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Addicted to Love

movie reviewmovie reviewmovie review out of 4 Movie Review: Addicted to Love

Starring: Meg Ryan, Matthew Broderick
Director: Griffin Dunne
Rated: R
RunTime: 101 Minutes
Release Date: May 1997
Genres: Comedy, Romance

*Also starring: Kelly Preston, Tcheky Karyo, Maureen Stapleton

Review by Steve Rhodes
3 stars out of 4

ADDICTED TO LOVE is a fresh and surprisingly good, romantic comedy by actor Griffin Dunne in his first time as a director of a feature length film. In it writer Robert Gordon creates a wondrous tale of two jilted lovers who reluctantly join forces when they find that their ex-lovers are now living with each other.

Sam, played by Matthew Broderick in a role somewhat reminiscent of his character in INFINITY, is an astronomer with a big heart. Every day at high noon, he points his huge telescope down to earth so the love of his life, Linda (Kelly Preston), can wave to him from the park in their little town. When Linda disappears, leaving only a "Dear John" letter for him, he tracks her down to New York where she is living with a Frenchman named Anton (Tcheky Karyo).

Sam, looking disheveled and with his constant 4-day-old beard, sets up shop in an abandoned warehouse across from Anton's apartment. Using all of his scientific prowess, he begins graphing everything right down to Linda's degree of smile. With the data he is confident that he can predict when Linda will break up with Anton and return to him. Afterall, these same statistical techniques worked for him when gazing at the stars. Well, as you can imagine, humans are much less predictable than celestial bodies.

Into Sam's cozy world comes Maggie, played by Meg Ryan in her best comedic part since WHEN HARRY MET SALLY... Ryan, who is one of the most talented actresses working today, is probably most enjoyable in her funny parts, but, to be honest, it is in her serious roles as in COURAGE UNDER FIRE and, one of my personal favorites, WHEN A MAN LOVES A WOMAN that her greatness shows best. All of this notwithstanding, she is terrific in ADDICTED TO LOVE.

Maggie was tossed aside by Anton, and she wants to get even with him. She does not want to kill him, but if he died, well, people die every day. She moves uninvited into Sam's lair and starts watching Anton and scheming ways to seriously mess up Anton's life.

Biker Maggie, with her punk rocker heavy black eye shadow and her tough-as-steel attitude, sets Sam straight from the beginning. She sleeps naked, but he is not to interpret that as a come on. She elaborates on the pain that she will inflict on him if he even touches her. Ryan is given some great dialog and hurls sexual insults at Sam as well as the absent Anton.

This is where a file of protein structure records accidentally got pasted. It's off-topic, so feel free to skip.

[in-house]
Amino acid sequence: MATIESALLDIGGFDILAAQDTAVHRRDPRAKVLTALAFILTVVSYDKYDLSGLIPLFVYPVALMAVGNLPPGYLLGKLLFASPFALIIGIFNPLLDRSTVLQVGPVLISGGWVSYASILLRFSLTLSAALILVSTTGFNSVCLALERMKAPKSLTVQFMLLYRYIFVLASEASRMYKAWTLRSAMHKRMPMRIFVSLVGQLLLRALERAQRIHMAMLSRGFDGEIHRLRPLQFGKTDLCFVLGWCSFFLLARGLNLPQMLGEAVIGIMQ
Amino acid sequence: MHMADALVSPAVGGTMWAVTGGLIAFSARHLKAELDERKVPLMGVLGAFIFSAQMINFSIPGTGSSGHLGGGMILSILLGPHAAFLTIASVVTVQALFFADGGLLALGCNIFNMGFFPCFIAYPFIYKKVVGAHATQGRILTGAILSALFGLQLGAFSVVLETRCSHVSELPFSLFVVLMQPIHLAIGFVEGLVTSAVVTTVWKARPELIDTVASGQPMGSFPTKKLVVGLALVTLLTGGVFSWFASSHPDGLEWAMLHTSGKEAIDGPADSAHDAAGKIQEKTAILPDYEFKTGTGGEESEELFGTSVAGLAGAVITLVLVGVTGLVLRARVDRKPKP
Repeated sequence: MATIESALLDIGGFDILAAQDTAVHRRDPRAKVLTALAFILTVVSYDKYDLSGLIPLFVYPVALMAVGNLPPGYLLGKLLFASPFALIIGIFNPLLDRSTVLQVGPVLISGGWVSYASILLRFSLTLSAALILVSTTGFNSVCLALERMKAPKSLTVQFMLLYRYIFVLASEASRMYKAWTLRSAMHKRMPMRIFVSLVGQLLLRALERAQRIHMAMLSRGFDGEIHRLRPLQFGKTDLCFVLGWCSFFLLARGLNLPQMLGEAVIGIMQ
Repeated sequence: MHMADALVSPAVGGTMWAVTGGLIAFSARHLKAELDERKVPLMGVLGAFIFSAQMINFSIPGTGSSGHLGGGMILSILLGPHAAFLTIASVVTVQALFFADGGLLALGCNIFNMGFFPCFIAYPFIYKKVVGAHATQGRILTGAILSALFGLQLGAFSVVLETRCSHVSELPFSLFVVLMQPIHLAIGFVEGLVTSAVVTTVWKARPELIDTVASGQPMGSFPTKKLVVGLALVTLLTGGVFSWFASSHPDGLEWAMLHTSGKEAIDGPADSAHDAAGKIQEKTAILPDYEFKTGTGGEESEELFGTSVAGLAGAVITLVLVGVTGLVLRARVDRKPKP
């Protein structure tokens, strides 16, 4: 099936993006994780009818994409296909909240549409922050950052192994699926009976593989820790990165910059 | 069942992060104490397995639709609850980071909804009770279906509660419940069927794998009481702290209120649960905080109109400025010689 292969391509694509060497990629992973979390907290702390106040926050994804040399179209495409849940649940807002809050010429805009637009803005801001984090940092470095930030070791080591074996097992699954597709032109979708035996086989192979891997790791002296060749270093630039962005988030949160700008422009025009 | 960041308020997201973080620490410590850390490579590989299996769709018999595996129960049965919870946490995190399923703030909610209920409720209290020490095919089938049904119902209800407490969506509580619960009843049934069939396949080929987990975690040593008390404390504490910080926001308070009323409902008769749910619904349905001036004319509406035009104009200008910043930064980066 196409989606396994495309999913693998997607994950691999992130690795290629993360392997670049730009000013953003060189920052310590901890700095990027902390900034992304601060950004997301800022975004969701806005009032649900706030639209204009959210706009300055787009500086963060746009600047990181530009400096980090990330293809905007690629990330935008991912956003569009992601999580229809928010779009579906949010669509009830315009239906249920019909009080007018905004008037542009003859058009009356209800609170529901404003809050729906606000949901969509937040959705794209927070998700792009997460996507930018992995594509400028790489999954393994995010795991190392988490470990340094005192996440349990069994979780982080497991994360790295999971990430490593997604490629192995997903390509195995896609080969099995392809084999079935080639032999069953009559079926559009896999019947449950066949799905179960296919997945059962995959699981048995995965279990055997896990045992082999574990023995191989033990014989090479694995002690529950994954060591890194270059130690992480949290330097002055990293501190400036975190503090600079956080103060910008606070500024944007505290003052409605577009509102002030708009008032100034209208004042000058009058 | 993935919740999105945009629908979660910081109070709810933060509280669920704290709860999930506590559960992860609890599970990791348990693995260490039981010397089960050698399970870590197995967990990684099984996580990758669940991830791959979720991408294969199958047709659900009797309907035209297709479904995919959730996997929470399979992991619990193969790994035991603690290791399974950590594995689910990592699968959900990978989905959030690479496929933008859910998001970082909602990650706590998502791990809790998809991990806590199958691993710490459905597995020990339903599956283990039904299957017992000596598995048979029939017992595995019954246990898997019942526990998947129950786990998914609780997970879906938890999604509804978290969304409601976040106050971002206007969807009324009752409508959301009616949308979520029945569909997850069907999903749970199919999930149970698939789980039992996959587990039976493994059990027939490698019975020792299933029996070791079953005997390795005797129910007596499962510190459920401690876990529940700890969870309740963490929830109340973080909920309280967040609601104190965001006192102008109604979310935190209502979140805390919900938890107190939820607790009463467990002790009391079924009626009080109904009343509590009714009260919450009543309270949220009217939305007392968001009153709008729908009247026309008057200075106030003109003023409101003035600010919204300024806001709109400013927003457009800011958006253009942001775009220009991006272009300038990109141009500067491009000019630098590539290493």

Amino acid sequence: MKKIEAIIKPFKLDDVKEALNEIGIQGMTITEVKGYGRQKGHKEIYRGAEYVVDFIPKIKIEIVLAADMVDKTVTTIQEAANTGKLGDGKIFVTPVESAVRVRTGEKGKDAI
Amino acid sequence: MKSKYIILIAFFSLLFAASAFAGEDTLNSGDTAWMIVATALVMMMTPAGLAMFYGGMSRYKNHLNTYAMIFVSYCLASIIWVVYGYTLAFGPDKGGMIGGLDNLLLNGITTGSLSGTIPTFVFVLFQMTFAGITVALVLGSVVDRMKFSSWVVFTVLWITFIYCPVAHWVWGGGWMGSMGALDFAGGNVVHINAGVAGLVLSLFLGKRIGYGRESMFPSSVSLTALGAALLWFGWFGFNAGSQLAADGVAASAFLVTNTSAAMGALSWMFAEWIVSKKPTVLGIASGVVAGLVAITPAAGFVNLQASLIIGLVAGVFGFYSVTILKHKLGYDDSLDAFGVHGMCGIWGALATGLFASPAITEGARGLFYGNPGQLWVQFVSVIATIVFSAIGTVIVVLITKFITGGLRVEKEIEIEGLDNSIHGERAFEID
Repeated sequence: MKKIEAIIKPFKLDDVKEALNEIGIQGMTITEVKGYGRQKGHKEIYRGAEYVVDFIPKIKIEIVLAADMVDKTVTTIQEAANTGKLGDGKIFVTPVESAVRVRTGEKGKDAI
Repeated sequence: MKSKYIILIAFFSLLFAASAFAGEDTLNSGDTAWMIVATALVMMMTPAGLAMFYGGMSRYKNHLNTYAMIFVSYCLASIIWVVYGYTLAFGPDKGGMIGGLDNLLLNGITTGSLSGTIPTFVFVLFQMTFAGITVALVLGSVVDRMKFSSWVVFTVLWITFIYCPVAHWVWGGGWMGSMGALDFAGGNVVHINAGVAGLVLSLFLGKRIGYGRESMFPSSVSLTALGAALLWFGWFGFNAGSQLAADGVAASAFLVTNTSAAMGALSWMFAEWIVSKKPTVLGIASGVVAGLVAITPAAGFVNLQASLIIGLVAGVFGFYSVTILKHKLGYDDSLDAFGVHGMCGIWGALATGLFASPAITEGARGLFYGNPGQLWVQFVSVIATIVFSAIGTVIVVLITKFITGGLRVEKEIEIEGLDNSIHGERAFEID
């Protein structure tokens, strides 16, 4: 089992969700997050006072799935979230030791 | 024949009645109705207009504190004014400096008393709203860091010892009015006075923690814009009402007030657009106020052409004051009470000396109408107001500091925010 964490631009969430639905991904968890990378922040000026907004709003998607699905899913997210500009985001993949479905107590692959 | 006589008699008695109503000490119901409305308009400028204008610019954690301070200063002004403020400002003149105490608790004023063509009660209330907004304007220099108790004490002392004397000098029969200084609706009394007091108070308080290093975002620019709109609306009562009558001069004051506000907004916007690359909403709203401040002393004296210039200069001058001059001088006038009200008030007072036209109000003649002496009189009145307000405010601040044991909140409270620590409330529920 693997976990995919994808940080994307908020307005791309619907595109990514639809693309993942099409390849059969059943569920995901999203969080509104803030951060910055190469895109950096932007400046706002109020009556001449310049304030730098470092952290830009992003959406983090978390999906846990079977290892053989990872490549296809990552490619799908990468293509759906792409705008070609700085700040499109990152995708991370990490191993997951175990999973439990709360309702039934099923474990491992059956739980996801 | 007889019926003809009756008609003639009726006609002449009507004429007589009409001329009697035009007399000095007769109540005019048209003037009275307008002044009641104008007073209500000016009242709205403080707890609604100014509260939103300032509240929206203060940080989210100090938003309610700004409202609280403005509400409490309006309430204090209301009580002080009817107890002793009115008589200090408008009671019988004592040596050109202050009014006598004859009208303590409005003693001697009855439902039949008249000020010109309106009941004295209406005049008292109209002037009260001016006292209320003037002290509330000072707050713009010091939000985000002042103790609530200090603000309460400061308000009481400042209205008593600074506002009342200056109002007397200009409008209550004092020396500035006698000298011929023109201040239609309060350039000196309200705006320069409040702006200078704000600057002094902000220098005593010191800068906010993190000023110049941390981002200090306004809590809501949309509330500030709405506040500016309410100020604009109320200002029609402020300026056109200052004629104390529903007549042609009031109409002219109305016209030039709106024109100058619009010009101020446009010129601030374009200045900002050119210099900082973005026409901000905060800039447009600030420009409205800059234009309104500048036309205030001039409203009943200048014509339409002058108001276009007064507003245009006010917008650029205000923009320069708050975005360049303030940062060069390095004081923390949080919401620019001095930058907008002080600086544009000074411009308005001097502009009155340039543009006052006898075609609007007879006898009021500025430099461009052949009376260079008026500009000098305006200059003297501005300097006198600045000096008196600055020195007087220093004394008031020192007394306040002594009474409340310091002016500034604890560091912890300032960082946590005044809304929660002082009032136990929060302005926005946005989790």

From the beginning, you know that Sam and Maggie are bound to get together. The intelligent script makes the inevitable enjoyable anyway because the characters created are so incredibly likable and interesting. You want them to fall in love and do not care if it is clearly preordained. Tough Ryan dishes out one funny line after another to straight man Broderick, and the chemistry between them is beautiful.

Several key decisions were made that make the film work so well. One was to concentrate on two leads rather than four. Karyo and Preston support the leads but never compete with them for screen time. Broderick, in a recent interview, said that he felt awkward playing a role that director Dunne could have played himself. While true, the casting remains perfect as is. Broderick has the good sense to let Ryan set the rhythm for their interactions and roll with the punches.

Easily, the most intriguing and innovative aspect of the movie is Sam's use of a camera obscura to project Linda and Anton's images into Sam and Maggie's hiding place. This delicious plot device is milked for everything it is worth. Sometimes Sam and Maggie even set on a old sofa, MYSTERY SCIENCE THEATER-style, and make up funny dialog for what their ex-lovers are saying to each other.

ADDICTED TO LOVE is a sweet show, even in its blackest moments. It posses a high spirited energy and a perfect sense of timing that never loses the audience's attention. Only in the needlessly slapstick body cast scenes does the movie ever bog down. An intelligent picture that leaves you enchanted and delighted as you leave the theater. I found myself bursting into song in the parking lot for reasons unknown. Good movies can cause such strange reactions.

Copyright 1997 Steve Rhodes

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